National Geographic : 1964 Nov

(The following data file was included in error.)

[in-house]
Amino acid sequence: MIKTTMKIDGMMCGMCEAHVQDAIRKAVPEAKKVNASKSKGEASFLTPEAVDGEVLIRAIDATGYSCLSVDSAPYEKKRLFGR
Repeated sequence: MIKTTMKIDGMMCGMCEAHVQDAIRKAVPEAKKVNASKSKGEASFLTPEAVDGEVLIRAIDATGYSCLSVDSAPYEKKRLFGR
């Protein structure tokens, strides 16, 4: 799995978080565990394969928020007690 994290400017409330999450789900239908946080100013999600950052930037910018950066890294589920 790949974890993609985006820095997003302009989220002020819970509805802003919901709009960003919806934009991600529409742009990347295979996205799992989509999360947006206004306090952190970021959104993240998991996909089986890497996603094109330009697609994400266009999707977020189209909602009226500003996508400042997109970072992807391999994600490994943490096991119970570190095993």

THE MOUNTVERNONLADIES' ASSOCIATION First First Lady. Martha Washington paid $28 to Charles Willson Peale to paint this miniature in 1776 when she was 45. Later she described herself as an "old-fashioned Virginia house-keeper, steady as a clock, busy as a bee, and cheerful as a cricket." Mount Vernon yearly receives more than a million visitors, who respond to Washing ton's own invitation: "I have no objection to any sober or orderly person's gratifying their curiosity in viewing the buildings, Gar dens, &ca. about Mount Vernon." He felt "No estate in United America is more pleas antly situated" than his Potomac-side home. have wondered when he found time to sleep, he somehow managed to build and maintain an army. He realized early that the best strat egy for his weak, inexperienced troops was to harass the British rather than risk an all-out assault. He reported to Congress that "we should on all Occasions avoid a general Ac tion, or put anything to the Risque, unless compelled by a necessity, into which we ought never to be drawn." In ensuing years, from time to time he fell back slowly before superior British forces, then struck unexpectedly. It was sound strat egy, and while Washington has seldom been ranked among the most skillful generals, he was an able commander. 650 Above all, he demonstrated his singular organizing talents and his unparalleled forti tude in the face of adversity. It was this for titude that carried him through the bleak winter of 1777-78 at Valley Forge, its log huts now restored.* It also carried him through later discouragements, even after-with the aid of French allies-he had forced in 1781 the surrender of Cornwallis at Yorktown, where earthworks still bristle with cannon. Yorktown ended the active fighting, but the Continental Army remained unpaid and restless. To Washington's acute dismay, one of the colonels proposed making him king. *See "Washington Lives Again at Valley Forge," by Howell Walker, NATIONAL GEOGRAPHIC, February, 1954.